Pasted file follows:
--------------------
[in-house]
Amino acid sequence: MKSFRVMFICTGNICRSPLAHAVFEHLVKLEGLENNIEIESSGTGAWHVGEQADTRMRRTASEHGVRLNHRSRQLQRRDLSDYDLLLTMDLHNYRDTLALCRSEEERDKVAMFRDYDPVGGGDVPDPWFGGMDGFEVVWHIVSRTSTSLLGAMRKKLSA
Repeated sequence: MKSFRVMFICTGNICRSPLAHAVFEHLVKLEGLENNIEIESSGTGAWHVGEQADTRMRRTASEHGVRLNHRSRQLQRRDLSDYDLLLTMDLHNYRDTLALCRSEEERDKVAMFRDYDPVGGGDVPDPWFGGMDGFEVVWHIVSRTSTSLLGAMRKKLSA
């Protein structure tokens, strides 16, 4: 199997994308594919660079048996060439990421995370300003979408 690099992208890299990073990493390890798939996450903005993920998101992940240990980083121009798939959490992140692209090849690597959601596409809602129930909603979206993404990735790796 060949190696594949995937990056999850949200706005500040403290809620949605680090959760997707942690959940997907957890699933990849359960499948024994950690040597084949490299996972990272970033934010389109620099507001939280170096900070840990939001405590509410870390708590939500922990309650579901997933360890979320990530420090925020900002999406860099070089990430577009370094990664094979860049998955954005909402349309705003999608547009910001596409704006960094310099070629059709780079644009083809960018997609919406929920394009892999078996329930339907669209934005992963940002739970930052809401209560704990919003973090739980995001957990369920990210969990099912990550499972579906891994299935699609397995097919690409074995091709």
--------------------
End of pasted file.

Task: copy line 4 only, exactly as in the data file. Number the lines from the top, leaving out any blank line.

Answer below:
């Protein structure tokens, strides 16, 4: 199997994308594919660079048996060439990421995370300003979408 690099992208890299990073990493390890798939996450903005993920998101992940240990980083121009798939959490992140692209090849690597959601596409809602129930909603979206993404990735790796 060949190696594949995937990056999850949200706005500040403290809620949605680090959760997707942690959940997907957890699933990849359960499948024994950690040597084949490299996972990272970033934010389109620099507001939280170096900070840990939001405590509410870390708590939500922990309650579901997933360890979320990530420090925020900002999406860099070089990430577009370094990664094979860049998955954005909402349309705003999608547009910001596409704006960094310099070629059709780079644009083809960018997609919406929920394009892999078996329930339907669209934005992963940002739970930052809401209560704990919003973090739980995001957990369920990210969990099912990550499972579906891994299935699609397995097919690409074995091709």